Jump to content
  • Advertisement
Sign in to follow this  
cvg_james

Tips and Tricks for Developing Games more Quickly and Easily

This topic is 4522 days old which is more than the 365 day threshold we allow for new replies. Please post a new topic.

If you intended to correct an error in the post then please contact us.

Recommended Posts

I want to present a few tips here and I hope we can get the ball rolling and have people post things they've thought of over time that help streamline the development process. Tools to aid the art pipeline Building solid, easy to use tools that help the artists and models quickly prototype and test changes to art assets will decrease development time by orders of magnitude. Let's say Texture Artist has developed a new texture and he wants to see how it will look -- Several things you could consider trying is developing a Photoshop plug-in that uses the engine the display (while in Photoshop) what the texture will look like in the game. If that is not possible, make it as simple as possible to just look at the texture applied to Some Mesh. The more quickly you can prototype the better. The very same goes for 3D modelers and animators. Make a small app that uses the engine to display the mesh and allows the modeler to test anything he/she may need to see in order to make minor tweaks. Easy file back-up For a very quick and painless way to back-up art assets, source files, anything, I suggest using PKZip (command line) and use a batch file (or your operating system equivalent) and tell it to zip certain folders (you can select which file types to zip and which ones to skip). After that you can copy the files to another drive or system on the network. Design your game/engine to let you prototype and test changes quickly Command consoles and scripting are two examples of ways to let you open the game, jump to a certain level or map, and test changes and feature additions. This is very important and will save you a lot of time. If you design your game/engine right, you can allow yourself to change any variable at run time and test the changes. Can't stress how much that helps tweaking :) Last word: Little things that may take some time to develop in the beginning often save much more time in the long run when you remove redundant steps to execute a simple task. Anyone got anything they would like to share? [Edited by - cvg_james on January 4, 2006 3:14:14 PM]

Share this post


Link to post
Share on other sites
Advertisement
Quote:
Original post by cvg_james
I want to present a few tips here and I hope we can get the ball rolling and have people post things they've thought of over time that help streamline the development process.

Tools to aid the art pipeline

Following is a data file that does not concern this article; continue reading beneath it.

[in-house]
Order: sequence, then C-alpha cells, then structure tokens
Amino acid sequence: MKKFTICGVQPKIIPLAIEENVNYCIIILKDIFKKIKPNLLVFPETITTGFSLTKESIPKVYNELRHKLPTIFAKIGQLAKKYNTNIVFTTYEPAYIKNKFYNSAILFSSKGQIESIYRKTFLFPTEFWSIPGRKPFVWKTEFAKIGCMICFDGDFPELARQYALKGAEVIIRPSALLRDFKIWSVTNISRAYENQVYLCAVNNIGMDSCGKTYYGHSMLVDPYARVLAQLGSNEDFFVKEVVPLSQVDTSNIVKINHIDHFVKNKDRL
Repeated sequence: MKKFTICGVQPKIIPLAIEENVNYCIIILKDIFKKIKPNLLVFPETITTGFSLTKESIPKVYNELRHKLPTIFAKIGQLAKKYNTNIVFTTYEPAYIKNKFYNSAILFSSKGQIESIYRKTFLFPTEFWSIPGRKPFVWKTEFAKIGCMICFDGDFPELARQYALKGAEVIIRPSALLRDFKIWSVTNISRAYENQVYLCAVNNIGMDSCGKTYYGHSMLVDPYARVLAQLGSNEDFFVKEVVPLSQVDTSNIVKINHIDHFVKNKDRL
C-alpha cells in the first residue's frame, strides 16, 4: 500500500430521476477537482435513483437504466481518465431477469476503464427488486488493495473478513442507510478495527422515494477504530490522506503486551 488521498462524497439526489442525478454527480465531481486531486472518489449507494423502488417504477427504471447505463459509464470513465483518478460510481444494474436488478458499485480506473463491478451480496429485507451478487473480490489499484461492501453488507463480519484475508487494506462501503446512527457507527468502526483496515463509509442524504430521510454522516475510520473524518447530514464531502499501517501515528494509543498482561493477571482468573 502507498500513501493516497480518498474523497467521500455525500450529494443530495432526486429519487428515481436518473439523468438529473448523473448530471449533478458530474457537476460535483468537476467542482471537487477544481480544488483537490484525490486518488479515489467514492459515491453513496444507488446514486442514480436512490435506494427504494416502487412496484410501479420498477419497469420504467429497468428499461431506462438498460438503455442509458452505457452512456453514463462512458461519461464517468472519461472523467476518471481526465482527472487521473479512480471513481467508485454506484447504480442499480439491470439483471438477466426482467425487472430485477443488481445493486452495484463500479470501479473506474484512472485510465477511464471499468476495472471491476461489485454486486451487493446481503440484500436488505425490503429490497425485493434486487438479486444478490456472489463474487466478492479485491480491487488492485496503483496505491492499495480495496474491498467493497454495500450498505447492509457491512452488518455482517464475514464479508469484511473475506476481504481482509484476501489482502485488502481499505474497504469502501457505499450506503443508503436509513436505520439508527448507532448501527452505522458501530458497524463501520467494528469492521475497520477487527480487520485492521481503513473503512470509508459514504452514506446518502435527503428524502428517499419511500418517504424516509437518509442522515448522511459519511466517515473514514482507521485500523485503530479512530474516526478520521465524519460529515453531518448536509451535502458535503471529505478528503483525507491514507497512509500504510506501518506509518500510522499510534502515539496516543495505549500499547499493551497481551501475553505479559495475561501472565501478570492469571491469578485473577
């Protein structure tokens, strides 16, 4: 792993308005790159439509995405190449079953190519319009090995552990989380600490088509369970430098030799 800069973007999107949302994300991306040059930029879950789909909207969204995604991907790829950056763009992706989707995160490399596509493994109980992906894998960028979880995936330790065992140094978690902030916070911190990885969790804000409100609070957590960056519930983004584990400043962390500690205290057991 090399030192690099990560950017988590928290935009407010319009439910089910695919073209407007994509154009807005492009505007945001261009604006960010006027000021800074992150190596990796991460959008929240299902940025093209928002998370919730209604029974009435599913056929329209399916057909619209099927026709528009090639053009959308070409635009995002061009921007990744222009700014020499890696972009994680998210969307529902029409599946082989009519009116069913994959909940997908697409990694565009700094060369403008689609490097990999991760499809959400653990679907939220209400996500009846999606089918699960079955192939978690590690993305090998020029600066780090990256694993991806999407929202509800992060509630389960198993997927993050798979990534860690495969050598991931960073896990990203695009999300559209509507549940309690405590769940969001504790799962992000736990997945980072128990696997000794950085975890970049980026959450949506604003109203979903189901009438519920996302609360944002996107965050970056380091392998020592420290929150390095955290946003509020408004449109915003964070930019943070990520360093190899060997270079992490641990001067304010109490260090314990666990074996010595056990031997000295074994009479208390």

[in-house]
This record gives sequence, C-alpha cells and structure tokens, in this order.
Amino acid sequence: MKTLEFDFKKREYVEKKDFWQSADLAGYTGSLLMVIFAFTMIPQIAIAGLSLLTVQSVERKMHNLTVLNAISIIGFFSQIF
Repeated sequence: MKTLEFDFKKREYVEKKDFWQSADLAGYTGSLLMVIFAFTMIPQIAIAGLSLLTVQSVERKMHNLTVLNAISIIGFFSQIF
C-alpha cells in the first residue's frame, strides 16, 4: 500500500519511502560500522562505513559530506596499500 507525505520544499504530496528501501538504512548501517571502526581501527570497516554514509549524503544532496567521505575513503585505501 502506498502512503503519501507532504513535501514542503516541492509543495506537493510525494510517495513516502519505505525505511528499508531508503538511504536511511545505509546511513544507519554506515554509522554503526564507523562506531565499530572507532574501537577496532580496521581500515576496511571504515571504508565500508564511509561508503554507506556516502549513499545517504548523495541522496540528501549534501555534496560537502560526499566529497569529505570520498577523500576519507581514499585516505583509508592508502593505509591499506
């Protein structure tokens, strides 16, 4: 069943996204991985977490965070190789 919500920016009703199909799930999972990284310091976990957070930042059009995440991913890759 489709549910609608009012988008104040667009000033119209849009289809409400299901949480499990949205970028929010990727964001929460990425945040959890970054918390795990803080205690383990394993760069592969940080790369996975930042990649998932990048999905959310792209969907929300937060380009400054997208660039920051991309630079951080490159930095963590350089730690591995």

Building solid, easy to use tools that help the artists and models quickly prototype and test changes to art assets will decrease development time by orders of magnitude.


Tip 0: Use existing tools that other people have debugged for you if possible rather than writing your own.

Tip -1: Where possible, avoid the need for a tool in the first place.

It's very easy to get sucked into doing full blown tools for a game rather than working on stuff that'll make the game better. Unfortunately choosing between an existing tool, a custom tool or avoiding needing a tool is a decision I've still yet to master...

Share this post


Link to post
Share on other sites
Quote:
Original post by OrangyTang
Tip 0: Use existing tools that other people have debugged for you if possible rather than writing your own.


The tools I described were really just wrappers around the engine that allowed the artist or modeler to quickly test changes to a texture or mesh in the engine environment. However yes, using solid, tested tools is absolutely good advice.

Share this post


Link to post
Share on other sites
Quote:
For a very quick and painless way to back-up art assets, source files, anything, I suggest using PKZip (command line) and use a batch file (or your operating system equivalent) and tell it to zip certain folders (you can select which file types to zip and which ones to skip). After that you can copy the files to another drive or system on the network.


Even better would be to have that script "svn commit" to a subversion repository; possibly auto-adding files that aren't currently in the repo. That way, you have versioned backup history basically forever.

Give each developer their own branch for backups, and use merging for "actual commits".

Share this post


Link to post
Share on other sites
It depends on project. If you have several testing version (with different properties), and would like to work on all of them, creating few directories might be better idea.

Share this post


Link to post
Share on other sites
Tip 1: Don't use C or C++. There are other languages which are worse to develop games in than C and C++, but chances are that if you use some other language you'll be using a language which is quicker and easier to develop in. Python, Java, and C# are all good choices.

Tip 2: Get as much done as quickly as possible... where "as much" is measured by your average Walmart-goer, NOT by a guy with an OOP fetish. Pretty pictures, surprisingly, are incredibly useful in focusing development.

Tip 3: Source control. CVS, Subversion, whatever. Even if it's just you working on it. Use it religiously. Backup your repository.

Share this post


Link to post
Share on other sites
Sign in to follow this  

  • Advertisement
×

Important Information

By using GameDev.net, you agree to our community Guidelines, Terms of Use, and Privacy Policy.

Participate in the game development conversation and more when you create an account on GameDev.net!

Sign me up!